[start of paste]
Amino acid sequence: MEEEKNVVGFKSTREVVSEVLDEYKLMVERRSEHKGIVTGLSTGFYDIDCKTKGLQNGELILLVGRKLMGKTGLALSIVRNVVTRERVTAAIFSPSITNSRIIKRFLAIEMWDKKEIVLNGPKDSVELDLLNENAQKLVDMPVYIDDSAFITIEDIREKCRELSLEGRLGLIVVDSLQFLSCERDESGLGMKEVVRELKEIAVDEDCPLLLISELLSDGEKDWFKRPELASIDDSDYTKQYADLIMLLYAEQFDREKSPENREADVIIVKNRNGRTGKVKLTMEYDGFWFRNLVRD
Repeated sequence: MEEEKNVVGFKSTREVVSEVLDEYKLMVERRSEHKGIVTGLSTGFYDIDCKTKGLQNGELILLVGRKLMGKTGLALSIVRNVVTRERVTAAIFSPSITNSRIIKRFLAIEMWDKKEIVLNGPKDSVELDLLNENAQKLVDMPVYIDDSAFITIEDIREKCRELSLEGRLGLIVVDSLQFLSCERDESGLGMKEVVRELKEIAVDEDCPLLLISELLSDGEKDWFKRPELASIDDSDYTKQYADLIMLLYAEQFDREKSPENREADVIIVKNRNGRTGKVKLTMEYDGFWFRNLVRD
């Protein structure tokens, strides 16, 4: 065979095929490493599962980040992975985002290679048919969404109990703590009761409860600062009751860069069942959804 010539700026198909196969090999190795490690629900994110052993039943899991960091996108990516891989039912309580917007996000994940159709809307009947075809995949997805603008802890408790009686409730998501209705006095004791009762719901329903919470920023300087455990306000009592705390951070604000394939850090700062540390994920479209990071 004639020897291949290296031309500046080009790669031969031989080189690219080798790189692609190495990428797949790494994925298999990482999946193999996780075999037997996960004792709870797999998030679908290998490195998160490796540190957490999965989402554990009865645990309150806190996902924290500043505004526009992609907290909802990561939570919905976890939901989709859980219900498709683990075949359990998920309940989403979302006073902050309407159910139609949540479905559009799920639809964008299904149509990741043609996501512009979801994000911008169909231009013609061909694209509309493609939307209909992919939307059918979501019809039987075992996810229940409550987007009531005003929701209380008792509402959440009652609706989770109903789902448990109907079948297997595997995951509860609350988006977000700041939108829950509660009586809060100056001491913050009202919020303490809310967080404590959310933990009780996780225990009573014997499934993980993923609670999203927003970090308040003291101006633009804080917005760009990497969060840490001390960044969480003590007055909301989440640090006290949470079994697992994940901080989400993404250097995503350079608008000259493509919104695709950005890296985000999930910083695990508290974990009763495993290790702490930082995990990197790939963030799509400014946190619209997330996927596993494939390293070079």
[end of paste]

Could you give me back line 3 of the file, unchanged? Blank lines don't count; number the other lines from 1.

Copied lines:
């Protein structure tokens, strides 16, 4: 065979095929490493599962980040992975985002290679048919969404109990703590009761409860600062009751860069069942959804 010539700026198909196969090999190795490690629900994110052993039943899991960091996108990516891989039912309580917007996000994940159709809307009947075809995949997805603008802890408790009686409730998501209705006095004791009762719901329903919470920023300087455990306000009592705390951070604000394939850090700062540390994920479209990071 004639020897291949290296031309500046080009790669031969031989080189690219080798790189692609190495990428797949790494994925298999990482999946193999996780075999037997996960004792709870797999998030679908290998490195998160490796540190957490999965989402554990009865645990309150806190996902924290500043505004526009992609907290909802990561939570919905976890939901989709859980219900498709683990075949359990998920309940989403979302006073902050309407159910139609949540479905559009799920639809964008299904149509990741043609996501512009979801994000911008169909231009013609061909694209509309493609939307209909992919939307059918979501019809039987075992996810229940409550987007009531005003929701209380008792509402959440009652609706989770109903789902448990109907079948297997595997995951509860609350988006977000700041939108829950509660009586809060100056001491913050009202919020303490809310967080404590959310933990009780996780225990009573014997499934993980993923609670999203927003970090308040003291101006633009804080917005760009990497969060840490001390960044969480003590007055909301989440640090006290949470079994697992994940901080989400993404250097995503350079608008000259493509919104695709950005890296985000999930910083695990508290974990009763495993290790702490930082995990990197790939963030799509400014946190619209997330996927596993494939390293070079």